"Her life – that was the only chance she had – the short season between two silences."
— Virginia Woolf, The Voyage Out (via vwvw)
"She did not wish to remember; it troubled her when people tried to disturb her loneliness; she wished to be alone. She wished for nothing else in the world."
— Virginia Woolf, The Voyage Out (via flowerville)
"I am interested in impossible embodiments. I wish to write; I wish to write about certain things that cannot be held. I want to create a sea of freely-flowing words of no definite form and shape waves of fluent exactness."
— Virginia Woolf, Passionate Apprentice: The Early Journals, 1897-1909 (via fuckyeahvirginiawoolf)
"Her mind was like a wound exposed to dry in the air."
— Virginia Woolf, The Voyage Out (via birdonwing)
"Is it not possible—I often wonder—that things we have felt with great intensity have an existence independent of our minds; are in fact still in existence? And if so, will it not be possible, in time, that some device will be invented by which we can tap them? I see it—the past—as an avenue lying behind; a long ribbon of scenes, emotions. There at the end of the avenue still, are the garden and the nursery. Instead of remembering here a scene and there a sound, I shall fit a plug into the wall; and listen in to the past. I feel that strong emotion must leave its trace; and it is only a question of discovering how we can get ourselves again attached to it, so that we shall be able to live our lives through from the start."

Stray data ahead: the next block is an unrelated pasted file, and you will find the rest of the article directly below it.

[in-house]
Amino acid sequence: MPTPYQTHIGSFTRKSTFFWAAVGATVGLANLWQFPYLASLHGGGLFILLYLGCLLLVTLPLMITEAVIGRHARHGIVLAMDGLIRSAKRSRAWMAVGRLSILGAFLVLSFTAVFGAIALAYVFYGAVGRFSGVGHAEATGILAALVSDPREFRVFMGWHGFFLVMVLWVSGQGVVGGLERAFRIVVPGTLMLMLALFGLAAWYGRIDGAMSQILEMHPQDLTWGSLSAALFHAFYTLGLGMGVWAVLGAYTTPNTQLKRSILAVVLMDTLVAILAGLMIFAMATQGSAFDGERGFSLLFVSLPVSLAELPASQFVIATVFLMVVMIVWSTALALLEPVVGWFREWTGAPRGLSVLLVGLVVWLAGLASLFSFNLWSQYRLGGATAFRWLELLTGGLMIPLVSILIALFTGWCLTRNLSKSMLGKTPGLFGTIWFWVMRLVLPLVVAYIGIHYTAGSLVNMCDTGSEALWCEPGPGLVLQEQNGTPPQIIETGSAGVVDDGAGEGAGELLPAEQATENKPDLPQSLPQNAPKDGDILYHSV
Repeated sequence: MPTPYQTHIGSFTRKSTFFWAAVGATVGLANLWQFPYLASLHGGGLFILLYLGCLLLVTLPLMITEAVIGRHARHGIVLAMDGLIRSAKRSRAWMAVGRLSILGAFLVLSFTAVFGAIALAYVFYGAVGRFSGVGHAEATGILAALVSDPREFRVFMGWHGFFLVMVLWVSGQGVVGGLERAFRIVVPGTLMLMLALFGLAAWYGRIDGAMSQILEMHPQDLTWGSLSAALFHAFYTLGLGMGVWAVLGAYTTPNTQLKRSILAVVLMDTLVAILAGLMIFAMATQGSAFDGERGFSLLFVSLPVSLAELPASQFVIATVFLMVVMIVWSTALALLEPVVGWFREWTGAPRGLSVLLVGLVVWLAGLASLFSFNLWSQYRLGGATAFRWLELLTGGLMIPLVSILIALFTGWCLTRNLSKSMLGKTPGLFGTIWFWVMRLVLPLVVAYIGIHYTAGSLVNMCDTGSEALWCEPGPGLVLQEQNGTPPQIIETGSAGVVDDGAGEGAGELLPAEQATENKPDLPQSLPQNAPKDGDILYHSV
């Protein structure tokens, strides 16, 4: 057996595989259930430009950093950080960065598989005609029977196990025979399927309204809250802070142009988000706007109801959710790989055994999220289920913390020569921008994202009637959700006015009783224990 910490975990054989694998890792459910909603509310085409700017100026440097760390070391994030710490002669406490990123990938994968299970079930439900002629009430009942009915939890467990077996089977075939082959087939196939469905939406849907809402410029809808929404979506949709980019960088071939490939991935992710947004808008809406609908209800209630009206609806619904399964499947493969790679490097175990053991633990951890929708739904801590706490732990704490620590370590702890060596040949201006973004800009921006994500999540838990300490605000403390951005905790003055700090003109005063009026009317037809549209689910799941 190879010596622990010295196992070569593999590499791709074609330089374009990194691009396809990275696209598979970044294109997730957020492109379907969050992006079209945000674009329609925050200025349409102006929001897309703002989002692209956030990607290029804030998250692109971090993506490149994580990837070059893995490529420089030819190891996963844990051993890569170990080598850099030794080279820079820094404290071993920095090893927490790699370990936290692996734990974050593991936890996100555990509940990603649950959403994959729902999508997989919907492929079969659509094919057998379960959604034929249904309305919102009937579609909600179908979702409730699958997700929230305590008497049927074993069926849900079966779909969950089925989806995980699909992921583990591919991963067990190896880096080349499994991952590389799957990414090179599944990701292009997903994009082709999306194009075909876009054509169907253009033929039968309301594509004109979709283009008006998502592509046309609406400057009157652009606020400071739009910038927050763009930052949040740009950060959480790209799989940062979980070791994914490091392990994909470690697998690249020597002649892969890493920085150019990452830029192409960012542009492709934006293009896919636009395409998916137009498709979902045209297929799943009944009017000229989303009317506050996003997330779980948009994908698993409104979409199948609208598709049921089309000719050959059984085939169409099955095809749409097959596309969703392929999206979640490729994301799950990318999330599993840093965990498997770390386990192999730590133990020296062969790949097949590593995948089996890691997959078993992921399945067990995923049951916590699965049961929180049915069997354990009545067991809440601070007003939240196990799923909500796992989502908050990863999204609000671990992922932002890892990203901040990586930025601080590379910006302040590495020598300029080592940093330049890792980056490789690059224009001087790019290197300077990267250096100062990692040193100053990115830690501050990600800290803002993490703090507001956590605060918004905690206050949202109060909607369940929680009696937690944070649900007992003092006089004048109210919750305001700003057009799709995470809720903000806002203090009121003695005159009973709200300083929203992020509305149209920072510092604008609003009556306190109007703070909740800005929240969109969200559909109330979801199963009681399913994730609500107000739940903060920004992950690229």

— Virginia Woolf, Selected Diaries (via violentwavesofemotion)
"That beautiful mind! That was the thing. Lucid, passionate, independent, acute, proudly and incessantly nourished, eccentric for honorable reasons, sensitive for every reason, it has marked us forever. Allow it its blind spots, for it could detect pure gold. It could detect contradictory purity. In the presence of poetic fire it sent out shower of sparks on its own. It was a mind like some marvelous enchanter’s instrument."
— Eudora Welty, on Virginia Woolf, from N.Y Times Book Review (via violentwavesofemotion)
"I sincerely hope I’ll never fathom you. You’re mystical, serene, intriguing; you enclose such charm within you. The lustre of your presence bewitches me. I like the unreality of your mind; the whole thing is very splendid and voluptuous and absurd. It is not mere words on paper, Mrs. Nicholson, it is both my mind and heart addressing you."
— Virginia Woolf, from a letter to Vita Sackville-West dated 27 May 1927 (via violentwavesofemotion)
"One ought to sink to the bottom of the sea, probably, and live alone with one’s words."
— Virginia Woolf, A Writer’s Diary